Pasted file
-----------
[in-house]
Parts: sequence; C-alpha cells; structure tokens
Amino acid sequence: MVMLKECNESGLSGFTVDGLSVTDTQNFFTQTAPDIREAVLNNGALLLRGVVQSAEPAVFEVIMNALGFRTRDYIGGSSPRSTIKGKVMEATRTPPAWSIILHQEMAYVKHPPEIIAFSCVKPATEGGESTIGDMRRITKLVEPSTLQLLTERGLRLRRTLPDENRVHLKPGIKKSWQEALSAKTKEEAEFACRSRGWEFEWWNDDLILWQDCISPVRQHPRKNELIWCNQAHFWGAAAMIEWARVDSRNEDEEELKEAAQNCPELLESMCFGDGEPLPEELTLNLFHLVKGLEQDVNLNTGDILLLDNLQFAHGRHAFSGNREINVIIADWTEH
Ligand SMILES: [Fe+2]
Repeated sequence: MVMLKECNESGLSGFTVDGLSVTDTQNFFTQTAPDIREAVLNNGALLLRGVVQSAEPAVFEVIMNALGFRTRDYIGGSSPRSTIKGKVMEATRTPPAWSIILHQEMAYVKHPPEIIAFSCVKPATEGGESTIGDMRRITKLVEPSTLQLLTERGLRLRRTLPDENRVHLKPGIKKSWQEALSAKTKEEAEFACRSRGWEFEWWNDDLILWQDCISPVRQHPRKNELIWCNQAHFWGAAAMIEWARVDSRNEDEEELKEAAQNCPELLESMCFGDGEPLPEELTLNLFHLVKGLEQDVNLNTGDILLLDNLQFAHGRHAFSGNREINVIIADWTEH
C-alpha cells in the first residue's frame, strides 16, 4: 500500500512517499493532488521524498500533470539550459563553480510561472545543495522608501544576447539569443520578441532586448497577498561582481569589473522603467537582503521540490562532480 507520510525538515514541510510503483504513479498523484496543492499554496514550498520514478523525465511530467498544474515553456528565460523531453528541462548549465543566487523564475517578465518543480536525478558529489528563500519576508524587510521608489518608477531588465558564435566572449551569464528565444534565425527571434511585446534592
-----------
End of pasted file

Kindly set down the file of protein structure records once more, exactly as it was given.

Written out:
[in-house]
Parts: sequence; C-alpha cells; structure tokens
Amino acid sequence: MVMLKECNESGLSGFTVDGLSVTDTQNFFTQTAPDIREAVLNNGALLLRGVVQSAEPAVFEVIMNALGFRTRDYIGGSSPRSTIKGKVMEATRTPPAWSIILHQEMAYVKHPPEIIAFSCVKPATEGGESTIGDMRRITKLVEPSTLQLLTERGLRLRRTLPDENRVHLKPGIKKSWQEALSAKTKEEAEFACRSRGWEFEWWNDDLILWQDCISPVRQHPRKNELIWCNQAHFWGAAAMIEWARVDSRNEDEEELKEAAQNCPELLESMCFGDGEPLPEELTLNLFHLVKGLEQDVNLNTGDILLLDNLQFAHGRHAFSGNREINVIIADWTEH
Ligand SMILES: [Fe+2]
Repeated sequence: MVMLKECNESGLSGFTVDGLSVTDTQNFFTQTAPDIREAVLNNGALLLRGVVQSAEPAVFEVIMNALGFRTRDYIGGSSPRSTIKGKVMEATRTPPAWSIILHQEMAYVKHPPEIIAFSCVKPATEGGESTIGDMRRITKLVEPSTLQLLTERGLRLRRTLPDENRVHLKPGIKKSWQEALSAKTKEEAEFACRSRGWEFEWWNDDLILWQDCISPVRQHPRKNELIWCNQAHFWGAAAMIEWARVDSRNEDEEELKEAAQNCPELLESMCFGDGEPLPEELTLNLFHLVKGLEQDVNLNTGDILLLDNLQFAHGRHAFSGNREINVIIADWTEH
C-alpha cells in the first residue's frame, strides 16, 4: 500500500512517499493532488521524498500533470539550459563553480510561472545543495522608501544576447539569443520578441532586448497577498561582481569589473522603467537582503521540490562532480 507520510525538515514541510510503483504513479498523484496543492499554496514550498520514478523525465511530467498544474515553456528565460523531453528541462548549465543566487523564475517578465518543480536525478558529489528563500519576508524587510521608489518608477531588465558564435566572449551569464528565444534565425527571434511585446534592